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Cold-Water Corals Trumping Ocean Acidification: How Is It Done?

Reference
McCullock, M., Trotter, J., Montagna, P., Falter, J., Dunbar, R., Freiwald, A., Forsterra, G., Correa, M.L., Maier, C., Ruggeberg, A. and Taviana, M. 2012. Resilience of cold-water scleractinian corals to ocean acidification: Boron isotopic systematics of pH and saturation state up-regulation. Geochimica et Cosmochimica Acta 87: 21-34.
The authors of an intriguing research report (McCullock et al., 2012), which was recently published in Geochimica et Cosmochimica Acta, write that "for cold-water corals, which are already living at low levels of carbonate saturation, the shoaling of the saturation horizon as carbonate saturation states decrease [in response, for example, to rising atmospheric CO2 concentrations] has the potential to cause dramatic declines in rates of calcification, or the dissolution of the carbonate skeletons of those living at or close to the saturation horizon." But since these corals are indeed living there, they speculate that "they may have evolved adaptive strategies to counter the effects of low carbonate saturation states," one of which is to up-regulate their internal pH to a value that allows calcification to occur.

To further explore this suspected phenomenon, McCullock et al. extended the novel approach taken by Trotter et al. (2011), based on boron isotopic systematics, to determine the relationship between seawater pH and the internal (extracellular) pHcf at the site of calcification for several azooxanthellate cold-water scleractinian corals, which were collected from a large range of depths and geographically disparate sites, including southeast Australia, Chile's Comau Fjord, the Marmara Sea, a number of sites in the Mediterranean Sea, the northeast Atlantic Ocean and the northwestern Hawaiian Islands.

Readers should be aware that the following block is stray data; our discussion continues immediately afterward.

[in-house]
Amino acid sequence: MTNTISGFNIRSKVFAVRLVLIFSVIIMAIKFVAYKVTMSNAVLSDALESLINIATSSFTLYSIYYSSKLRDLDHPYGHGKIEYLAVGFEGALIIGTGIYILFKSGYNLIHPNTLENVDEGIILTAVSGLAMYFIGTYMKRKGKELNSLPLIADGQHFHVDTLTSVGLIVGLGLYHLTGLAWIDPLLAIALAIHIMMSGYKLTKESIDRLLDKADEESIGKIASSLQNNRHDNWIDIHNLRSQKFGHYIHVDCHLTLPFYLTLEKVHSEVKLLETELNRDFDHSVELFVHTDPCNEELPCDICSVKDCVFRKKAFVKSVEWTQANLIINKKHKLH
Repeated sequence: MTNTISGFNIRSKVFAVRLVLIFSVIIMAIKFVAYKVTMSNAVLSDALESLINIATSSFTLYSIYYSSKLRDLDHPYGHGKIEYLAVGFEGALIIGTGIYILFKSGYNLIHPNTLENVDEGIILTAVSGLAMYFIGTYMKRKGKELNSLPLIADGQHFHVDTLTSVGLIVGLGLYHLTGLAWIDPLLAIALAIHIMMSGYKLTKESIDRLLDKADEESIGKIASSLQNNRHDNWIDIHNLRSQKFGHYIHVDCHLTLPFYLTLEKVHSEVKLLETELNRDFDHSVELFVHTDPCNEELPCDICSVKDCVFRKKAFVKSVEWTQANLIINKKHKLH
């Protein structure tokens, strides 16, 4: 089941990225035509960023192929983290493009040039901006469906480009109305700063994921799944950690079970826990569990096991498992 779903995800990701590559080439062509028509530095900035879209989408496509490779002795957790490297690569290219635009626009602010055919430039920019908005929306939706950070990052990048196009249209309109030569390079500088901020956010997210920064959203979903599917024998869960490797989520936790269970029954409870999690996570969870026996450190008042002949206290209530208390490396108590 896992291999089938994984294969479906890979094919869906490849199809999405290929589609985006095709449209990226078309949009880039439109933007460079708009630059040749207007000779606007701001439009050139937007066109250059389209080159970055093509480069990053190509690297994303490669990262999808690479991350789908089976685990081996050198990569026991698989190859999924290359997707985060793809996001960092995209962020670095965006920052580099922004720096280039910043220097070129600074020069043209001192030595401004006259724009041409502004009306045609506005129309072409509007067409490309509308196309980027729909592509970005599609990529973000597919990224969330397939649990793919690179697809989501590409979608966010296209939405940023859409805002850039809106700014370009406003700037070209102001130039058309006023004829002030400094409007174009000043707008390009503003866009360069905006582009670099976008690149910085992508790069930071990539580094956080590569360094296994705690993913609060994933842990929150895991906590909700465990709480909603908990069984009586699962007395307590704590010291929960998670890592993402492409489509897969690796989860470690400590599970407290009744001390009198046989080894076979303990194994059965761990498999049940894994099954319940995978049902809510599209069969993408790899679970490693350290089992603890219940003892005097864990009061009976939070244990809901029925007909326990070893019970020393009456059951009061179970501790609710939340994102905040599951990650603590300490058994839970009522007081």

This suite of "aragonitic cold-water coral species," as the eleven researchers describe them, "collectively show an overall trend of higher ΔpH [= pHcf - seawater pH] values that is anti-correlated with seawater pH, with systematics generally consistent with biologically controlled pH up-regulation." And this result indicates that, "like symbiont-bearing tropical corals (Trotter et al., 2011), they have the ability to ameliorate or buffer external changes in seawater pH by up-regulating their pHcf at the site of calcification."

In light of these several observations, McCullock et al. conclude that "cold-water corals are likely to be much more resilient to decreasing seawater pH from ocean acidification than previously realized," because, as they see it, "decreasing seawater pH alone will only marginally affect calcification rates since this process would be largely countered by pHcf up-regulation in cold-water corals, together with enhanced calcification rates from warming of the deep oceans."

Once again, therefore, life appears to be well prepared for another environmental contingency.

Additional Reference
Trotter, J.A., Mpontagna, P., McCulloch, M.T., Silenzi, S., Reynaud, S., Mortimer, G., Martin, S., Ferrier-Pages, C., Gattuso, J.-P. and Rodolfo-Metalpa, R. 2011. Quantifying the pH 'vital effect' in the temperate zooxanthellate coral Cladocora caespitosa: validation of the boron seawater pH proxy. Earth and Planetary Science Letters 303: 163-173.

Archived 16 October 2012